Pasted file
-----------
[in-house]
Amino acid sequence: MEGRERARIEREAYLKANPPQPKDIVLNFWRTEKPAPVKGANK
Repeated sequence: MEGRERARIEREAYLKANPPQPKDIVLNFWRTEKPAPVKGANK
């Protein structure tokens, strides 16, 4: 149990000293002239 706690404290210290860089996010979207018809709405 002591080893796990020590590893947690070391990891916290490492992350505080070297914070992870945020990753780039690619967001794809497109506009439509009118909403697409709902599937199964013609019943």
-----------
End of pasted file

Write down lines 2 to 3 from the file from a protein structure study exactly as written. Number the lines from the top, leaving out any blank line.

Amino acid sequence: MEGRERARIEREAYLKANPPQPKDIVLNFWRTEKPAPVKGANK
Repeated sequence: MEGRERARIEREAYLKANPPQPKDIVLNFWRTEKPAPVKGANK